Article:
Darren Dods’ pride as Brechin players & staff help to fund Ross Perry operation



Brechin City manager Darren Dods has hailed the camaraderie within the Glebe Park dressing room after players and staff chipped in to fund knee surgery for stricken Ross Perry.

The 25-year-old suffered cruciate ligament damage in a 3-1 defeat against Airdrie at the end of November, leaving the former Rangers defender requiring a £4000 operation.

With City toiling to meet that fee, club captain Craig Molloy called a squad meeting to suggest that they donate their next win bonus to Perry, allowing him to go under the knife.

(Pic: Twitter @BrechinCityFC)
Dods says the gesture is indicative of a close-knit dressing room (Pic: Twitter @BrechinCityFC)

They subsequently claimed a 2-1 victory over Stranraer in December and, with Perry covering the excess from his own pocket, the ex-Scotland under-21 international will undergo the op this month.

Dods told Capital City Press: “It’s a good gesture from the lads. Craig [Molloy] got us together and we decided that everyone would contribute and donate our next win bonus to getting Ross Perry, to make sure he got the procedure.

“Ross has been in since last summer and has got on really well with the players, he has been phenomenal in the dressing room and has been a pleasure to have the club.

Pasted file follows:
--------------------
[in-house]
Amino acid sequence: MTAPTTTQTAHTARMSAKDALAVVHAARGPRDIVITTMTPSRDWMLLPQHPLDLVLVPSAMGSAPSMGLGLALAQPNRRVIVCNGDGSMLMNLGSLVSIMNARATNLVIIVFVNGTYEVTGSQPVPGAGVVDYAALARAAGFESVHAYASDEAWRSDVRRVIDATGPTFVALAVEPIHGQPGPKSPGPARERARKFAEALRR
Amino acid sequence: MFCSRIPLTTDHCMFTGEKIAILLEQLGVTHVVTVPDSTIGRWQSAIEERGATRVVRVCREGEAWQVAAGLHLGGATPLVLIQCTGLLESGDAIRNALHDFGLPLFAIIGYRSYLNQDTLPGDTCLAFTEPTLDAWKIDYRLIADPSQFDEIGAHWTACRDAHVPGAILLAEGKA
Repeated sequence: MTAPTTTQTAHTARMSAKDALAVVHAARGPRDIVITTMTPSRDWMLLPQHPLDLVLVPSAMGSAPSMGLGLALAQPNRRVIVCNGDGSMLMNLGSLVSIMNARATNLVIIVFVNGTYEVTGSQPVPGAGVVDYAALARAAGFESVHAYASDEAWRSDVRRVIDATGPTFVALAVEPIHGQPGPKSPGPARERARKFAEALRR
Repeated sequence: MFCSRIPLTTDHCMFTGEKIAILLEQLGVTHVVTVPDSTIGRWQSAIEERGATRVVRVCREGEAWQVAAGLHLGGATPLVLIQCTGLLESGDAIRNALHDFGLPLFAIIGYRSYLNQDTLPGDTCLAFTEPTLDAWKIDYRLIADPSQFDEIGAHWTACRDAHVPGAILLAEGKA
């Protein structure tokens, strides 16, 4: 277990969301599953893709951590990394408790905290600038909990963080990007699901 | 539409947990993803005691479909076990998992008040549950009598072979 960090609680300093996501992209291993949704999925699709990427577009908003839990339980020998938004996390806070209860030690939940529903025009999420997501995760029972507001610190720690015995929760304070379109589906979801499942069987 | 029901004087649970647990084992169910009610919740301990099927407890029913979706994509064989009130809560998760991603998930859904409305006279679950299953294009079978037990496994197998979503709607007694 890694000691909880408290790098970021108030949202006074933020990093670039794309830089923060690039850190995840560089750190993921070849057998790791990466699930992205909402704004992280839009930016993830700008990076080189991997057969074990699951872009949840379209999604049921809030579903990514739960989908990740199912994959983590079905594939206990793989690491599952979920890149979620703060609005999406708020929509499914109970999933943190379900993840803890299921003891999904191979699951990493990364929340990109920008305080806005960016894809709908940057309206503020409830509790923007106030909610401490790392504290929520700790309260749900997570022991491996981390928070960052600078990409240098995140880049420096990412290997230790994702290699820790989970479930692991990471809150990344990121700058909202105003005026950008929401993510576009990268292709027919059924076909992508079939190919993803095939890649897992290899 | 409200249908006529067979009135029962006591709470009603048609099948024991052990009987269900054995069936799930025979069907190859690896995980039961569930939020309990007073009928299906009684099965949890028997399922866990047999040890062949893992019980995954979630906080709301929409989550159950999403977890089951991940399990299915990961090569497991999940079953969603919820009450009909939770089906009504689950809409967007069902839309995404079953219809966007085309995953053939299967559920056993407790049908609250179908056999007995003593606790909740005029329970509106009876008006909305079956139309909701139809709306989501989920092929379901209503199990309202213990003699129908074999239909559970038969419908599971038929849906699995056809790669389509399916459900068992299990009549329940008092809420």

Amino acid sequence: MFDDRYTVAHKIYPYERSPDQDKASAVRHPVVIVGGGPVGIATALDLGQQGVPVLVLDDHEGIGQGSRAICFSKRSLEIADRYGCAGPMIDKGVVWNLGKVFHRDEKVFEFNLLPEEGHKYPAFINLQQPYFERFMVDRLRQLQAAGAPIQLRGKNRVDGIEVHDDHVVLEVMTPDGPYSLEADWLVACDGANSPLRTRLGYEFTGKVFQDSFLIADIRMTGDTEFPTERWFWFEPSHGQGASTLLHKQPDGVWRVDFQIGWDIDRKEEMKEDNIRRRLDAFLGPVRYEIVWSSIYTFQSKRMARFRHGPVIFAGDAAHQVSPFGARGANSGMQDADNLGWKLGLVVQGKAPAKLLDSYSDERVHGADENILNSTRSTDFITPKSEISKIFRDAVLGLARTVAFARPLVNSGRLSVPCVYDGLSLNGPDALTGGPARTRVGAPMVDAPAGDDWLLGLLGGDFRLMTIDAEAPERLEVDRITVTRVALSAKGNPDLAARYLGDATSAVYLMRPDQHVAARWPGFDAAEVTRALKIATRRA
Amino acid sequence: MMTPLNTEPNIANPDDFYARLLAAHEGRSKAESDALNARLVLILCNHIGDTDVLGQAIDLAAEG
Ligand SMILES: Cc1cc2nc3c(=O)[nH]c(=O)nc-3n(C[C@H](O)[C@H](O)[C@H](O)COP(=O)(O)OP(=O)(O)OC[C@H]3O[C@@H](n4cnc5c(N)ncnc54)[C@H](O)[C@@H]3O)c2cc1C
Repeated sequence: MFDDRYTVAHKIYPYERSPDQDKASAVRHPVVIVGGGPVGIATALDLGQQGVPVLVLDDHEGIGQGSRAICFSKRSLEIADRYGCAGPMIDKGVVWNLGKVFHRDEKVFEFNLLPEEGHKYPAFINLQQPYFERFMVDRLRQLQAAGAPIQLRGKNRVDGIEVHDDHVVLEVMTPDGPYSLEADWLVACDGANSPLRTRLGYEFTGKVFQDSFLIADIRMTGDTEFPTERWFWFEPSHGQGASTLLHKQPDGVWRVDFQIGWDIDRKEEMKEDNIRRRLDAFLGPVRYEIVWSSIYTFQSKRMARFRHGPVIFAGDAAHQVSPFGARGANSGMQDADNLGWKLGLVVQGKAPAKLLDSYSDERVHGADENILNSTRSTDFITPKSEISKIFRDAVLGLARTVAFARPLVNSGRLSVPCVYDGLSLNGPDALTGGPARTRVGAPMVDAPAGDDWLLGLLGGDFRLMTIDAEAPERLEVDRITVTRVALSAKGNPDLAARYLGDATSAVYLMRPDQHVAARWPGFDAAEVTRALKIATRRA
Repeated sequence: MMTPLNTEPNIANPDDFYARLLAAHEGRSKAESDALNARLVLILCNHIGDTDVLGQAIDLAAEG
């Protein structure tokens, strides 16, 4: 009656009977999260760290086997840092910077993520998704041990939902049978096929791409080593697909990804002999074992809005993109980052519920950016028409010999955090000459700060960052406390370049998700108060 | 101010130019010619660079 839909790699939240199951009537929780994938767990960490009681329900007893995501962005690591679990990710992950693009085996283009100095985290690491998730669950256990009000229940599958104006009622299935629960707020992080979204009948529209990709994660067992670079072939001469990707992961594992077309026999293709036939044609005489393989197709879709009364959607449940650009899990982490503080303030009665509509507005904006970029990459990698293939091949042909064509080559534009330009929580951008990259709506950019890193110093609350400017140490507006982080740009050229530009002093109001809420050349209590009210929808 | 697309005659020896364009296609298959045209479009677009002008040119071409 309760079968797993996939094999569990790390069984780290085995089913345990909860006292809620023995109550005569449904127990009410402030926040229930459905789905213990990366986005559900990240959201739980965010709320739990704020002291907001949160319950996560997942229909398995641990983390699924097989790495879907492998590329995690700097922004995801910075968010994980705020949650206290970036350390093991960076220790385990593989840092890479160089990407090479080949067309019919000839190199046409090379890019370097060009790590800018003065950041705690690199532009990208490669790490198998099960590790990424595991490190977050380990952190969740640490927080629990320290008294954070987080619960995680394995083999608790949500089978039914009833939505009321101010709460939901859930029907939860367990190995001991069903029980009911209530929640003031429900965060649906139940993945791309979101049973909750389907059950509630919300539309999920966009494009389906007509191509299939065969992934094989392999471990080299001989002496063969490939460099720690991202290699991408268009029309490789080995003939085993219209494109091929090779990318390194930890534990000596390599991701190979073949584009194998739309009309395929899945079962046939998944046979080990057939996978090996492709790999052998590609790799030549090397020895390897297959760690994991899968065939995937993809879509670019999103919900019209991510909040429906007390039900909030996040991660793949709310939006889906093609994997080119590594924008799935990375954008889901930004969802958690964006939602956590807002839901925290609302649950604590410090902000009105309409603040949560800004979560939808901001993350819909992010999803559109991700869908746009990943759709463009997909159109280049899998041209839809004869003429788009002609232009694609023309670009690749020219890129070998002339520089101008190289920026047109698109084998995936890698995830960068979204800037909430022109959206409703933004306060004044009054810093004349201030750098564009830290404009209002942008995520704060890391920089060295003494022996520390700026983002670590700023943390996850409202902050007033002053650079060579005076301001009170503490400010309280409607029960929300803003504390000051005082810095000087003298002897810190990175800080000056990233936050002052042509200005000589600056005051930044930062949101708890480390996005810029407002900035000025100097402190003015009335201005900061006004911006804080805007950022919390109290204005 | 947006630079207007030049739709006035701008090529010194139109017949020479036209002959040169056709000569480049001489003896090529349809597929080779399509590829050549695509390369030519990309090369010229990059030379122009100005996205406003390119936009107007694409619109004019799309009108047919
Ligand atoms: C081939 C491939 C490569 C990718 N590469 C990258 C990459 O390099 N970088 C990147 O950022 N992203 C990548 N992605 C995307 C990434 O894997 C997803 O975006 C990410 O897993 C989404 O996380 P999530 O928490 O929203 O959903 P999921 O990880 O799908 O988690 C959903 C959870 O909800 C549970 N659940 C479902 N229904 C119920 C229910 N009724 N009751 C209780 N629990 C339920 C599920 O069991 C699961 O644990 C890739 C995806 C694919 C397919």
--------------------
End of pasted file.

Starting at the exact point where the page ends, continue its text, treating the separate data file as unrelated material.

“That’s why the boys and the staff were so keen to contribute, he’s a really popular player.

“That sums up the spirit we’ve got in the changing room. It’s a good group and, although the results have not been what we would have liked in the first half of the season, we have stuck together and never let our heads drop.”

The gesture is made all the more impressive due to the fact Perry will be out of contract at the end of this season, at which point his contract with Brechin expires – meaning he may never play for the club again anyway.

Dods added: “Even at full-time clubs, if a player is in the last few months of their deal, they might say ‘no, we can’t pay for that’. That is a challenge for most teams, financially.

“When these things happen, everyone is acutely aware that it’s a lot of money for a part-time club to pay the full bill.

“But there was a feeling from all the players that one day they could be in the same position and they would want their teammates to help. That’s what we’ve been able to do.”